Annealing of the suture also may be accomplished without shrinkage of the suture. In carrying out the annealing operation, the desired length of suture may be wound around a creel and the creel placed in a heating cabinet maintained at the desired temperature, e.g. about 80° C. to about 130° C., as described in U.S. Pat. No. 3,630,205. After a suitable period of residency in the heating cabinet, e.g., about 18 hours or so, the suture will have undergone essentially no shrinkage. As shown in U.S. Pat. No. 3,630,205, the creel may be rotated within the heating cabinet in order to insure uniform heating of the monofilament or the cabinet may be of the circulating hot air or nitrogen type in which case uniform heating of the monofilament will be achieved without the need to rotate the creel. Thereafter, the creel with its annealed suture is removed from the heating cabinet and when returned to room temperature, the suture is removed from the creel, conveniently by cutting the wound monofilament at opposite ends of the creel. The annealed sutures, optionally attached to surgical needles, are then ready to be packaged and sterilized.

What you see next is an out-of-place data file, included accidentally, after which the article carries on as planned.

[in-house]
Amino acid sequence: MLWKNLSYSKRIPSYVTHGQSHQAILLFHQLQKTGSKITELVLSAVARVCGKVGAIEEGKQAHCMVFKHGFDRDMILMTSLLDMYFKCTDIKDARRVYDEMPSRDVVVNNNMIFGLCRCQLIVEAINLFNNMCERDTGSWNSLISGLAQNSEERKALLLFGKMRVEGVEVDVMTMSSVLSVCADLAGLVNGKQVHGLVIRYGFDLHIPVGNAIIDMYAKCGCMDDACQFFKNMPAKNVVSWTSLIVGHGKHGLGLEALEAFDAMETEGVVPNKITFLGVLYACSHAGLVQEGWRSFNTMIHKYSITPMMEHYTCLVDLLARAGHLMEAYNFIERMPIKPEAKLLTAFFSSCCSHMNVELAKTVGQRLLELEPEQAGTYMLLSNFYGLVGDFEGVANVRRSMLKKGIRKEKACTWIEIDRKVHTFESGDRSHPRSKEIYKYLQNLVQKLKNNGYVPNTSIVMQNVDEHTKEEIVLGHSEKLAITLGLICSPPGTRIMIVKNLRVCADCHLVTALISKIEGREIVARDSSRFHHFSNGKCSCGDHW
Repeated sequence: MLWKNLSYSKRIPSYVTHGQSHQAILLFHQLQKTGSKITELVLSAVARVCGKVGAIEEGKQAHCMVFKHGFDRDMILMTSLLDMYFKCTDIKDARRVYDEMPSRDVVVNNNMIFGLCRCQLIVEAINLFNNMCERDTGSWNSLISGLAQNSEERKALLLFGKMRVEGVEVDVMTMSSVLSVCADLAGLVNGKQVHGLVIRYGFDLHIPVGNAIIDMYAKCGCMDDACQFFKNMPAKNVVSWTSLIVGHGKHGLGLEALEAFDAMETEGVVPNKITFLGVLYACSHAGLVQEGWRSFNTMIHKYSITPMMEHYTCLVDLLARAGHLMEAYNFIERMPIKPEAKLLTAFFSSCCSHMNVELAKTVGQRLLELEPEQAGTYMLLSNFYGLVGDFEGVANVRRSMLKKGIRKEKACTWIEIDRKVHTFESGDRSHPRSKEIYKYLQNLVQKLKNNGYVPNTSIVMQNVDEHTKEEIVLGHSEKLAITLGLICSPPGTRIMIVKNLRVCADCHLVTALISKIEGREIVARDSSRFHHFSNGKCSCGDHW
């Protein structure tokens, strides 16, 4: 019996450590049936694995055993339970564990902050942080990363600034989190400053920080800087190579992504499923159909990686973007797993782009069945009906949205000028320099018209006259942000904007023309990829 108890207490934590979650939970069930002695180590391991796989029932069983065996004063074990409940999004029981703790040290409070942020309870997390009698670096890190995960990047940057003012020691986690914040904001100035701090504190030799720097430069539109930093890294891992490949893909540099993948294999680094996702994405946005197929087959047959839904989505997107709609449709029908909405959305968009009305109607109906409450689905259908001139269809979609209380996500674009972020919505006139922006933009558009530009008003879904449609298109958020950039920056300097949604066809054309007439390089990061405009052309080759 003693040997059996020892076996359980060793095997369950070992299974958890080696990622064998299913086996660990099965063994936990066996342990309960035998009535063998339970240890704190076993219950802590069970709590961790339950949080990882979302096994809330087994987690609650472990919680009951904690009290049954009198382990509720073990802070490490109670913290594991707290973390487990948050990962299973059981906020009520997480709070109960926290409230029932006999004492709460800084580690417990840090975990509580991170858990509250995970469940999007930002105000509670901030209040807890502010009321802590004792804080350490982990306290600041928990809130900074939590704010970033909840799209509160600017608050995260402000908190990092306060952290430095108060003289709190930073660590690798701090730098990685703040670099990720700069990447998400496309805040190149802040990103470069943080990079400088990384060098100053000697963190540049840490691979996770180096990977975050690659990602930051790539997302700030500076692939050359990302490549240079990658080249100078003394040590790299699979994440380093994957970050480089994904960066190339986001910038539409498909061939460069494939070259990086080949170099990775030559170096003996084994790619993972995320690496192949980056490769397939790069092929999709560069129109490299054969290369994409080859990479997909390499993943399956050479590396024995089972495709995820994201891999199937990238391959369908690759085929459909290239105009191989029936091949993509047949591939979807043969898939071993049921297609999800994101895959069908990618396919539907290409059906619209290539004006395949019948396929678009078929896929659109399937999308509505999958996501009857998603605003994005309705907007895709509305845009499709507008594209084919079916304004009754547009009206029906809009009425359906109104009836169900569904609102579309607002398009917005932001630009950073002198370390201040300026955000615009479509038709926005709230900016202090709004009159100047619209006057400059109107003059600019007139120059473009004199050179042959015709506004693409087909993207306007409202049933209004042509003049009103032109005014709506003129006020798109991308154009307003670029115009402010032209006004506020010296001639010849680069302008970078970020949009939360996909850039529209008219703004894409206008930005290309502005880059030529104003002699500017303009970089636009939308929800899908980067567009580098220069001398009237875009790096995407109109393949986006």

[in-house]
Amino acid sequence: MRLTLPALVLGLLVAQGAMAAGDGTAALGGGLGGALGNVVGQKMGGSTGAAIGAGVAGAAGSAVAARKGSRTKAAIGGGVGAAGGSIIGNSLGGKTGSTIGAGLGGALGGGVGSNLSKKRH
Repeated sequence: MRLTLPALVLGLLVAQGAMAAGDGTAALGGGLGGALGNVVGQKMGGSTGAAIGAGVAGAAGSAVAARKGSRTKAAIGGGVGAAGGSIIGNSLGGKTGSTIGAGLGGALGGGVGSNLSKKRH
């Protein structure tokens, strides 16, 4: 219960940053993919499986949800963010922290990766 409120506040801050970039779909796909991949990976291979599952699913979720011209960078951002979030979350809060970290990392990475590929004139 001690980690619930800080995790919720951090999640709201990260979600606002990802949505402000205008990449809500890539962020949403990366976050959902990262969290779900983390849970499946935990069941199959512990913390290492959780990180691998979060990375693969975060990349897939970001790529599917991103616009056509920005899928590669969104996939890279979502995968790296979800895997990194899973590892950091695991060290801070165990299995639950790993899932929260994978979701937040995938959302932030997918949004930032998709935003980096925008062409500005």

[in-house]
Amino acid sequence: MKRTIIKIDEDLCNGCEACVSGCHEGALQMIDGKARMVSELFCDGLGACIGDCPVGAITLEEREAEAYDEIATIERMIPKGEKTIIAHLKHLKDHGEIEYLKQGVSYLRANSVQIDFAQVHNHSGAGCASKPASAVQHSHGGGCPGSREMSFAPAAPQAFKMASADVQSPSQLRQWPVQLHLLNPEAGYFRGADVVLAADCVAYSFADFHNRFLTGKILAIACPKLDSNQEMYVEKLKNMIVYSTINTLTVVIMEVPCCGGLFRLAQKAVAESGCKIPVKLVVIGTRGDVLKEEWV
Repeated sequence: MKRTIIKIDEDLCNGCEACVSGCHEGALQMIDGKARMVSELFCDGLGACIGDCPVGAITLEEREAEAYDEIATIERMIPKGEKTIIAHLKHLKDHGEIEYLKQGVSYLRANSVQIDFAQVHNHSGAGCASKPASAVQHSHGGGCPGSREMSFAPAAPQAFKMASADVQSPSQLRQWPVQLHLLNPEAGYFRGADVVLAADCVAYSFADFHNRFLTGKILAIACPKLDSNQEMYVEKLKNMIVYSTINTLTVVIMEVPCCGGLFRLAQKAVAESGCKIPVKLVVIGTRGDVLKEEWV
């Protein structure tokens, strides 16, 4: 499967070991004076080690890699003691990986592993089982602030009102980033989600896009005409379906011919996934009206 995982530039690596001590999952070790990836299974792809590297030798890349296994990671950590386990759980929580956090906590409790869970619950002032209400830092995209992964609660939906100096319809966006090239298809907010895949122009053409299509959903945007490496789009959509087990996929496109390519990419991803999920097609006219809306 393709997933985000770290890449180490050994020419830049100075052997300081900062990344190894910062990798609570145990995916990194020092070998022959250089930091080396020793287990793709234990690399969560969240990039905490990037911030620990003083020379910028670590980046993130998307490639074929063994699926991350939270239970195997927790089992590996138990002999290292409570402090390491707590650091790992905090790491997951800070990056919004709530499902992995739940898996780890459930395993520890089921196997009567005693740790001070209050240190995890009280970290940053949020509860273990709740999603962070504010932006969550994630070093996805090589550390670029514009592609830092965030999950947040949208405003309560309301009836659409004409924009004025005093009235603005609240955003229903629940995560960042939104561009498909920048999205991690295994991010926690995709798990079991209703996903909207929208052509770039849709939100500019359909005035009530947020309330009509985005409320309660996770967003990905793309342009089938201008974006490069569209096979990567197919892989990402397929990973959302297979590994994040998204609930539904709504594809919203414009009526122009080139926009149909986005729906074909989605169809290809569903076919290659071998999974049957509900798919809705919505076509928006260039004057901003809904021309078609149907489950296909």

The suture of the present invention, suture 101, may be attached to a surgical needle 100 as shown in FIG. 2 by methods well known in the art. Wounds may be sutured by passing the needled suture through tissue to create wound closure. The needle preferably is then removed from the suture and the suture tied.